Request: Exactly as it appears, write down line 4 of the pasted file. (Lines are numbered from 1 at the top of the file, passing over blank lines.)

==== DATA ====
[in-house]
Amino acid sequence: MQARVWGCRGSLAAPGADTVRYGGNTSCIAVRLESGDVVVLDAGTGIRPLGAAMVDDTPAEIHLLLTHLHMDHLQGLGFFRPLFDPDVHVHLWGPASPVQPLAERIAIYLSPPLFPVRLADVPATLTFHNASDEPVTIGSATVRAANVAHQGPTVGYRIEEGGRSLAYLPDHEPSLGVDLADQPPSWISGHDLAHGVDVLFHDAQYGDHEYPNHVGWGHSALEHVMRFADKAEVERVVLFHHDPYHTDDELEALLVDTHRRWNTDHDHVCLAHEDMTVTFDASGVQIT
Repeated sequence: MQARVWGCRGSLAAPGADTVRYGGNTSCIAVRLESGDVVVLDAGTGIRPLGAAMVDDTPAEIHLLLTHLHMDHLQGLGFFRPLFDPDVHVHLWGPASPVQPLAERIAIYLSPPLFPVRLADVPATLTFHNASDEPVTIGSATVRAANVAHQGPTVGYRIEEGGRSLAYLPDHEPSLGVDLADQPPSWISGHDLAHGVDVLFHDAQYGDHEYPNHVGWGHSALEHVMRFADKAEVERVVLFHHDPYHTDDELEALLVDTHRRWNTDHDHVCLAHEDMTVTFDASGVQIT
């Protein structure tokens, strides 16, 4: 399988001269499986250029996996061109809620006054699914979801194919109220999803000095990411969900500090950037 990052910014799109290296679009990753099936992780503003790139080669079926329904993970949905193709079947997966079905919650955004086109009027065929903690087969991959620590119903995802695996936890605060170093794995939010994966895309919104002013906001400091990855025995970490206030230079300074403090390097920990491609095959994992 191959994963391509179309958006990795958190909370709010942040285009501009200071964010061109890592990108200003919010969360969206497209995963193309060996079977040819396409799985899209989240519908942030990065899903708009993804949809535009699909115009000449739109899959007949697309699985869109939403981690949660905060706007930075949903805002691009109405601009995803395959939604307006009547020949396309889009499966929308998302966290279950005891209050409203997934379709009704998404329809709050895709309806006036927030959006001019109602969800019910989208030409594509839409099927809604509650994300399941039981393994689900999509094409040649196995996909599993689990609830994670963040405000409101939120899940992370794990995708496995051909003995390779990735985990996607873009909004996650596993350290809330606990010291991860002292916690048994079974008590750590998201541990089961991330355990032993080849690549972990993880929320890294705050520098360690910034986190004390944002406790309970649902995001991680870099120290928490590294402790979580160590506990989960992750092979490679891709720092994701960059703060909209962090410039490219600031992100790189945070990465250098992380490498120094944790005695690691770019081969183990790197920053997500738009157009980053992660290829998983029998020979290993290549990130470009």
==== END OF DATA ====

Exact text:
């Protein structure tokens, strides 16, 4: 399988001269499986250029996996061109809620006054699914979801194919109220999803000095990411969900500090950037 990052910014799109290296679009990753099936992780503003790139080669079926329904993970949905193709079947997966079905919650955004086109009027065929903690087969991959620590119903995802695996936890605060170093794995939010994966895309919104002013906001400091990855025995970490206030230079300074403090390097920990491609095959994992 191959994963391509179309958006990795958190909370709010942040285009501009200071964010061109890592990108200003919010969360969206497209995963193309060996079977040819396409799985899209989240519908942030990065899903708009993804949809535009699909115009000449739109899959007949697309699985869109939403981690949660905060706007930075949903805002691009109405601009995803395959939604307006009547020949396309889009499966929308998302966290279950005891209050409203997934379709009704998404329809709050895709309806006036927030959006001019109602969800019910989208030409594509839409099927809604509650994300399941039981393994689900999509094409040649196995996909599993689990609830994670963040405000409101939120899940992370794990995708496995051909003995390779990735985990996607873009909004996650596993350290809330606990010291991860002292916690048994079974008590750590998201541990089961991330355990032993080849690549972990993880929320890294705050520098360690910034986190004390944002406790309970649902995001991680870099120290928490590294402790979580160590506990989960992750092979490679891709720092994701960059703060909209962090410039490219600031992100790189945070990465250098992380490498120094944790005695690691770019081969183990790197920053997500738009157009980053992660290829998983029998020979290993290549990130470009």